The bright spot in all of this is what verse 44 of this chapter says: Even so...

Even so, God remembered his covenant with His people. (He did NOT forget.)
Even so, because of His unfailing love, God continued to save His people.

Yes, the Israelites still experienced the consequences of their sin. That applies to us as well.

Forgetting the past can get us into trouble. So, it behooves us to remember how God intervenes on our behalf, even in all those little ways that we may dismiss as happenstance.

Another point to not gloss over here is that God keeps His promises and God loves His people--unconditionally. That truth extends to us as well. Isn't that great!

Because I have a short memory, I've taken to recording some of these things in a journal. It's amazing when I go back and read about some of the things God has done on my behalf and I'll think to myself, I forgot about that!

Preserve these memories for yourself and for the next generation. The next time you face a difficult decision or situation, go back and remind yourself of what God has done before.

Sunday, August 25, 2013

Futility: What's the Point?

Futility. By definition it means useless acts. The Hebrew meaning is breath or vapor. Essentially it's something that is here one second and gone the next. It's also a word used by Solomon many times in the book of Ecclesiastes. In some versions of the Bible you may recognize the use of the word vanity

Personally, I have a harder time identifying with that word in this context. My mind immediately goes to someone who spends a lot of time trying to look good for others, a cabinet in your bathroom, and the song, "You're So Vain." So, I prefer futility or meaningless as a word substitute.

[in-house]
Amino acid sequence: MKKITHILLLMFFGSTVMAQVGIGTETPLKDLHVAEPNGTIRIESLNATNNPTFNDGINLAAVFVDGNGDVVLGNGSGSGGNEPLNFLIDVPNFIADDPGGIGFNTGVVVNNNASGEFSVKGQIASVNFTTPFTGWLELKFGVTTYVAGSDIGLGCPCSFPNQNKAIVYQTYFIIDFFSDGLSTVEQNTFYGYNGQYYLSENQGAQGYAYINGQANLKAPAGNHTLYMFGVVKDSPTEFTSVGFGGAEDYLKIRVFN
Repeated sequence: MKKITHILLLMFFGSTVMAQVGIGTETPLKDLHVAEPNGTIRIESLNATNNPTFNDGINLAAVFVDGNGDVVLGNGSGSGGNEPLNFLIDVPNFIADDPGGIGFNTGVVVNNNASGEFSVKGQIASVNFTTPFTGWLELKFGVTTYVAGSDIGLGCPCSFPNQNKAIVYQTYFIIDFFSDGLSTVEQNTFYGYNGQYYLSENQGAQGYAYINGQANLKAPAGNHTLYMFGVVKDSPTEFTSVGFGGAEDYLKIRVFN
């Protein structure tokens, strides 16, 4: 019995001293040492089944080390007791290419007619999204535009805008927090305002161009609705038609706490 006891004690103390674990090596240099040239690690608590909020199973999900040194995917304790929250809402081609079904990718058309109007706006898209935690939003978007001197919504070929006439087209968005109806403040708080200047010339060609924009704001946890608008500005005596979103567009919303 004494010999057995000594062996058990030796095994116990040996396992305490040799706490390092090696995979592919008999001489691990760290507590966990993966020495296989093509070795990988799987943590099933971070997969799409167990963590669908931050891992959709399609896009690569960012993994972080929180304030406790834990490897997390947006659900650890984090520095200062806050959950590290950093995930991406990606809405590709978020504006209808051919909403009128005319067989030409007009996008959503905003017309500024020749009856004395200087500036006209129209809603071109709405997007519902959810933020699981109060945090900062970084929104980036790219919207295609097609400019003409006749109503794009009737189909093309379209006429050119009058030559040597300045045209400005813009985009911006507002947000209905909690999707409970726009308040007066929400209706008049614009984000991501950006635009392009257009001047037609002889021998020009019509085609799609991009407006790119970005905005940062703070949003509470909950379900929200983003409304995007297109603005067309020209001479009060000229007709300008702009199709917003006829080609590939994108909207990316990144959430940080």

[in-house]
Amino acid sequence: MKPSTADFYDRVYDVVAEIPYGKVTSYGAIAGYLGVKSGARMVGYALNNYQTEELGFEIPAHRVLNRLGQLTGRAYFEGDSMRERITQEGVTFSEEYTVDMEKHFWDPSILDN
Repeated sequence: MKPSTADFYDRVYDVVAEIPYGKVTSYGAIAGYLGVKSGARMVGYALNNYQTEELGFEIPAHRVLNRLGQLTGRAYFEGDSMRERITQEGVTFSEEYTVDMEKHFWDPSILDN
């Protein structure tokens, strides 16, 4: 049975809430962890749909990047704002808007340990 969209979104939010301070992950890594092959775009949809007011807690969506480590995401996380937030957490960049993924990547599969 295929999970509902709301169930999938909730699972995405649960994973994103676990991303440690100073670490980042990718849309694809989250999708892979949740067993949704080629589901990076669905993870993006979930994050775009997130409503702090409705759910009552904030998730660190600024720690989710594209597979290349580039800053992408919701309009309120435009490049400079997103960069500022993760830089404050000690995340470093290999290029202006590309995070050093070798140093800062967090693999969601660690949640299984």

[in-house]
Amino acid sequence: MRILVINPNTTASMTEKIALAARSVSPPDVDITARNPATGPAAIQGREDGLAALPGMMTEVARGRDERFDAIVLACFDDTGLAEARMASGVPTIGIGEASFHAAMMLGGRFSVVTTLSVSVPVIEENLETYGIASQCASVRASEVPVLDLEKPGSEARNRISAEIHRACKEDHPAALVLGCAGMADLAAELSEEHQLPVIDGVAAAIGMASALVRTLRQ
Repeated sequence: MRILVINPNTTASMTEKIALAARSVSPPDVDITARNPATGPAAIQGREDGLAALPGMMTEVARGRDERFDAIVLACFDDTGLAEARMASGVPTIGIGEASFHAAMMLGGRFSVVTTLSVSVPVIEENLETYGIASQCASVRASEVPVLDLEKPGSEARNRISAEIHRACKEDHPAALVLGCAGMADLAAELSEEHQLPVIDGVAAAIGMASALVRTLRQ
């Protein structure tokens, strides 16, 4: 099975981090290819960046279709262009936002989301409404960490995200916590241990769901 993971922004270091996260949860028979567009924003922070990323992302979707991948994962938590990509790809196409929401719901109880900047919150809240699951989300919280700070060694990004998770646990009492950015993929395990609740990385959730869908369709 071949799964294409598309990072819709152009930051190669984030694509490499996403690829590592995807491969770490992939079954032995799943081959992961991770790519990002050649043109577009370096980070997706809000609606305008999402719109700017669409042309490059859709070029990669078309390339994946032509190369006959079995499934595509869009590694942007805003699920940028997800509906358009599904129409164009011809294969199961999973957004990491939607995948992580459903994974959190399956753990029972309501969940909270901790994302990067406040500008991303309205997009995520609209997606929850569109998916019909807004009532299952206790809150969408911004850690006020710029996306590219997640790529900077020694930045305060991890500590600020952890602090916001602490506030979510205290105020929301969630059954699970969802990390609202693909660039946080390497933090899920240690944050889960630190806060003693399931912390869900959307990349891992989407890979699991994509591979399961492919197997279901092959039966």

I've experienced a lot of that futility myself. My flesh often sees life through the world’s eyes. I think, What’s the point? It seems the harder I try, the more things stay the same or worsen. It's very much like that addage of taking three steps forward and two steps back. You just can't seem to get any traction and haven't a lot to show for your efforts.

I recall as a teenager studying through the book of Ecclesiastes with a church class. To be perfectly honest, I didn’t really understand it and it was a real downer! I just couldn’t identify with Solomon. As I look back on it, I now understand why. I had not lived a lot of life yet. The idea of futility probably never entered my mind. My whole life was still ahead of me and I had few responsibilities since I was still living in the shelter of my parents.

After living a few more decades (ugh, that sounds old), I've lived through many more experiences--both first-hand and by observation. Life does have a tendency to look futile. But, of course, by whose standards? Are these my standards? The worlds' standards? Or are these God's standards?